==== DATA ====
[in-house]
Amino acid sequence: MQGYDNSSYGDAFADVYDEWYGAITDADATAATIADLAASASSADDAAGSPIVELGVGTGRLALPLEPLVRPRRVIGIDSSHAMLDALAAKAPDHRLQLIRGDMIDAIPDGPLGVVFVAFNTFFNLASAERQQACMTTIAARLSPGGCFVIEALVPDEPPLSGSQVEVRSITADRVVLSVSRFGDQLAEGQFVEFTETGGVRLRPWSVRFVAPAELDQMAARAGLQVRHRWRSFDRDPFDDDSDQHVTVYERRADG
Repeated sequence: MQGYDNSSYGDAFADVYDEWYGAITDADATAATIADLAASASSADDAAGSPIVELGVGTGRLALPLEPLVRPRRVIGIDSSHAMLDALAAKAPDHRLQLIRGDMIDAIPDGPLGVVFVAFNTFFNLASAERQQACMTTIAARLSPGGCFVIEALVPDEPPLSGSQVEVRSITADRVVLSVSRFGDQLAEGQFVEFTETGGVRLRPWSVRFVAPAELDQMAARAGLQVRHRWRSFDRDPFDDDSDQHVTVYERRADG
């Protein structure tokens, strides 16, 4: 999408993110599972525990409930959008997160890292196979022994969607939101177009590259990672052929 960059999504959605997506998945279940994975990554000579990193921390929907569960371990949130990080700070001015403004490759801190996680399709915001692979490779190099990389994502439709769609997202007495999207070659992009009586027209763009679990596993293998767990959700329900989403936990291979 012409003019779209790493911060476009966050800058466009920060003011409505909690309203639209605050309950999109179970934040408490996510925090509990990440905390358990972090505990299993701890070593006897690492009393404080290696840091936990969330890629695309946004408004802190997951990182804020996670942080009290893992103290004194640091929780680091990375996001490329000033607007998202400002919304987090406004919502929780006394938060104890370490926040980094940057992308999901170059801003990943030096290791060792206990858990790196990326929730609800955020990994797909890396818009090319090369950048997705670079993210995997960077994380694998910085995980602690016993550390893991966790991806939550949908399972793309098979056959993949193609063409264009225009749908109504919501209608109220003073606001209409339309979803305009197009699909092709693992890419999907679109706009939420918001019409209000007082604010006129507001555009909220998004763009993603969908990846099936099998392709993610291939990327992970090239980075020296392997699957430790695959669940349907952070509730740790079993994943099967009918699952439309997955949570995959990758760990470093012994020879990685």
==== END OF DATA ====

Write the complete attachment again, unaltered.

[in-house]
Amino acid sequence: MQGYDNSSYGDAFADVYDEWYGAITDADATAATIADLAASASSADDAAGSPIVELGVGTGRLALPLEPLVRPRRVIGIDSSHAMLDALAAKAPDHRLQLIRGDMIDAIPDGPLGVVFVAFNTFFNLASAERQQACMTTIAARLSPGGCFVIEALVPDEPPLSGSQVEVRSITADRVVLSVSRFGDQLAEGQFVEFTETGGVRLRPWSVRFVAPAELDQMAARAGLQVRHRWRSFDRDPFDDDSDQHVTVYERRADG
Repeated sequence: MQGYDNSSYGDAFADVYDEWYGAITDADATAATIADLAASASSADDAAGSPIVELGVGTGRLALPLEPLVRPRRVIGIDSSHAMLDALAAKAPDHRLQLIRGDMIDAIPDGPLGVVFVAFNTFFNLASAERQQACMTTIAARLSPGGCFVIEALVPDEPPLSGSQVEVRSITADRVVLSVSRFGDQLAEGQFVEFTETGGVRLRPWSVRFVAPAELDQMAARAGLQVRHRWRSFDRDPFDDDSDQHVTVYERRADG
């Protein structure tokens, strides 16, 4: 999408993110599972525990409930959008997160890292196979022994969607939101177009590259990672052929 960059999504959605997506998945279940994975990554000579990193921390929907569960371990949130990080700070001015403004490759801190996680399709915001692979490779190099990389994502439709769609997202007495999207070659992009009586027209763009679990596993293998767990959700329900989403936990291979 012409003019779209790493911060476009966050800058466009920060003011409505909690309203639209605050309950999109179970934040408490996510925090509990990440905390358990972090505990299993701890070593006897690492009393404080290696840091936990969330890629695309946004408004802190997951990182804020996670942080009290893992103290004194640091929780680091990375996001490329000033607007998202400002919304987090406004919502929780006394938060104890370490926040980094940057992308999901170059801003990943030096290791060792206990858990790196990326929730609800955020990994797909890396818009090319090369950048997705670079993210995997960077994380694998910085995980602690016993550390893991966790991806939550949908399972793309098979056959993949193609063409264009225009749908109504919501209608109220003073606001209409339309979803305009197009699909092709693992890419999907679109706009939420918001019409209000007082604010006129507001555009909220998004763009993603969908990846099936099998392709993610291939990327992970090239980075020296392997699957430790695959669940349907952070509730740790079993994943099967009918699952439309997955949570995959990758760990470093012994020879990685």